No. 07-4242 CARROLL v. HOLDER The motion to reopen was filed almost two years after the in absentia order was entered and, therefore, was well past the 90-day general time limit and the 180-day exceptional circumstances time limit. However, Carroll contends that the BIA should have considered the motion to reopen as timely under an equitable tolling theory. Further, Carroll argues that the IJ should have granted his motion to reconsider the motion to reopen because the first time the IJ heard his motion to reopen, a supplemental memorandum with evidence of ineffective assistance of counsel was not attached. We agree with the BIA that the failure of the IJ to review the memorandum was harmless error. I. Equitable Tolling Carroll concedes that his motion to reopen was filed past the 180-day time limit for filing his motion, but contends that the time limit should have been equitably tolled. "`Strictly defined, equitable tolling is [t]he doctrine that the statute of limitations will not bar a claim if the plaintiff, despite diligent efforts, did not discover the injury until after the limitations period had expired.'" Barry, 524 F.3d at 724 (quoting Tapia-Martinez v. Gonzales, 482 F.3d 417, 422 (6th Cir. 2007)). We have applied the doctrine of equitable tolling to time-barred motions to reopen. See, e.g., Tapia-Martinez, 482 F.3d at 422. Several factors are considered when determining whether to apply the doctrine of equitable tolling. "The factors are: (1) lack of actual notice of filing requirement; (2) lack of constructive knowledge of filing requirement; (3) diligence in pursuing one's rights; (4) absence of prejudice to the defendant; and (5) a plaintiff's reasonableness in remaining ignorant of the notice requirement." Andrews v. Orr, 851 F.2d 146, 151 (6th Cir. 1988).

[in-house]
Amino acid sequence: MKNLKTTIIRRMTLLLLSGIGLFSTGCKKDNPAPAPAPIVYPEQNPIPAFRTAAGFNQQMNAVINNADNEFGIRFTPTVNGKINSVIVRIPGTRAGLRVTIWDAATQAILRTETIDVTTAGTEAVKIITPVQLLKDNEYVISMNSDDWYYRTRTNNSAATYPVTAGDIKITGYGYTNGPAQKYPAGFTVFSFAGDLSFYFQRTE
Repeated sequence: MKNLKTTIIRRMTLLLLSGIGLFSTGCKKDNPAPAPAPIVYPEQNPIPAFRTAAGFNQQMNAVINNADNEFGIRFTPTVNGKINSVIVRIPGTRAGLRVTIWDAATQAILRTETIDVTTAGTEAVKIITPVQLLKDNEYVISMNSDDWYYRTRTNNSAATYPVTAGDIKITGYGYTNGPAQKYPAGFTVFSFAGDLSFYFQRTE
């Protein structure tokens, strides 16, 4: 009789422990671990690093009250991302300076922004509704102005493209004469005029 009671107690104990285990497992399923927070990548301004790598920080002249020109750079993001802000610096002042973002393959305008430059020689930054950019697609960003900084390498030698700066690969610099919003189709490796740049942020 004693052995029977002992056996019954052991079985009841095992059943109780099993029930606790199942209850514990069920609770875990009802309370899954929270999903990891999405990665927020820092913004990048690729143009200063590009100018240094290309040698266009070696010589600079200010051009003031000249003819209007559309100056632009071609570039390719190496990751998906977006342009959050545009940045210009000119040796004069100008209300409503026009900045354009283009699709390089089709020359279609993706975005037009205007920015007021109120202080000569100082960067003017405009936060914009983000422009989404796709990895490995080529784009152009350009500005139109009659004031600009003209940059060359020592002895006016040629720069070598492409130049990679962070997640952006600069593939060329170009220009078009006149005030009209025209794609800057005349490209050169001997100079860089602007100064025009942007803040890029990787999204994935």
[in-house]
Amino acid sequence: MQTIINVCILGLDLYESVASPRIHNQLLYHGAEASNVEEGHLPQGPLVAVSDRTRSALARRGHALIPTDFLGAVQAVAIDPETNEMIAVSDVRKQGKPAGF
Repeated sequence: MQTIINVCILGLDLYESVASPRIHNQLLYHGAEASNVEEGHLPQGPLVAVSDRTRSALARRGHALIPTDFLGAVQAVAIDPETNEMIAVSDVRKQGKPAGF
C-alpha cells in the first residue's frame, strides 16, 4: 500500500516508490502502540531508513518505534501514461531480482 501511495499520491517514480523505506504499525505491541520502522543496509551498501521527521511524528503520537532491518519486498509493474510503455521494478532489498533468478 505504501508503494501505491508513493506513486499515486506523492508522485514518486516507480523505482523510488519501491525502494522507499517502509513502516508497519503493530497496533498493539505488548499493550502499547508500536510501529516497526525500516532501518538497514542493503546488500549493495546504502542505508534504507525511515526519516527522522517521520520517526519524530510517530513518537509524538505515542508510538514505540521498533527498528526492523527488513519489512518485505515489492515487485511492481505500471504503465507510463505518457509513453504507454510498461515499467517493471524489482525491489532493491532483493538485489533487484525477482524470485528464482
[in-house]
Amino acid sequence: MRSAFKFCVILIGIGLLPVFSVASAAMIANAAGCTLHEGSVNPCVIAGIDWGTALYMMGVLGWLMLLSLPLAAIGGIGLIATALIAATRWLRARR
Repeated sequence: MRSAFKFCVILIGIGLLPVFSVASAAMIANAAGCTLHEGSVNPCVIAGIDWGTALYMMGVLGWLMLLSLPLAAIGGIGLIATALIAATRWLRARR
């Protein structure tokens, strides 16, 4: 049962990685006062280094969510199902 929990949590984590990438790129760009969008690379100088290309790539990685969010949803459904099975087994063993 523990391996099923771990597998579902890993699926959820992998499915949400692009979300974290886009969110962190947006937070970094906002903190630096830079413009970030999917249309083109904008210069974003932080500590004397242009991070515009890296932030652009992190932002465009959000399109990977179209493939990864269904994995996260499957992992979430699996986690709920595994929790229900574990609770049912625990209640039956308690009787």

No. 07-4242 CARROLL v. HOLDER Whether Carroll exercised due diligence in pursuing his rights during the time period he wishes to be tolled is of utmost concern. See Barry, 524 F.3d at 724-25. Further, "`[d]ue diligence requires an alien to prove that the delay in filing the motion to reopen was due to an exceptional circumstance beyond his control.'" Id. at 724 (quoting Tapia-Martinez, 482 F.3d at 423) (citation omitted). Carroll claims that he "lost contact" with his attorney sometime in early 2002. Carroll's last attempt to contact his attorney was in June 2003 through a letter, which was returned "undeliverable." During the two-year period from 2004 to 2006 he wishes to have equitably tolled, he took no action to pursue his legal rights. Contrary to Carroll's assertion, the facts suggest that he knew his case was not settled because his June 2003 letter to his attorney expressed his fear that an "INS warrant" was out for him. Carroll's lack of due diligence precludes him from being entitled to an equitable tolling of the time limit to file a motion to reopen. II. Ineffective Assistance of Counsel Carroll argues that the BIA erred in affirming the denial of his motion to reconsider because his former attorney's ineffective assistance of counsel was grounds to equitably toll the time limit to file his motion to reopen and, therefore, any evidence of ineffective assistance of counsel in the supplemental memorandum should have been considered. Although we have held that "`[e]quitable tolling may apply when a petitioner has received ineffective assistance of counsel,'" we need not address this issue because Carroll did not establish due diligence in pursuing his rights. Barry, 524 F.3d at 724 (quoting Ljucovic v. Gonzales, 144 F. App'x 500, 503 (6th Cir. 2005)). -5-
No. 07-4242 CARROLL v. HOLDER Here, the IJ and the BIA accepted Carroll's ineffective assistance of counsel assertions as true, but both ruled against Carroll because he failed to establish due diligence in pursuing his rights. Therefore, the BIA's decision to affirm the denial of Carroll's motion to reconsider was not an abuse of discretion. The issues of whether Carroll's attorney's conduct constituted ineffective assistance or whether Carroll is even entitled to effective assistance of counsel under the Fifth Amendment,1 are issues that we need not address. PETITION DENIED.
The Attorney General recently decided Matter of Compean, 24 I&N Dec. 710 (A.G. 2009), which overruled Matter of Lozada, 19 I&N Dec. 637 (BIA 1988), and Matter of Assaad, 23 I&N Dec. 553 (BIA 2003). However, we decline to address the issue of whether an alien is entitled to effective assistance of counsel under the Fifth Amendment because Carroll did not exhibit due diligence in pursuing his rights. -6-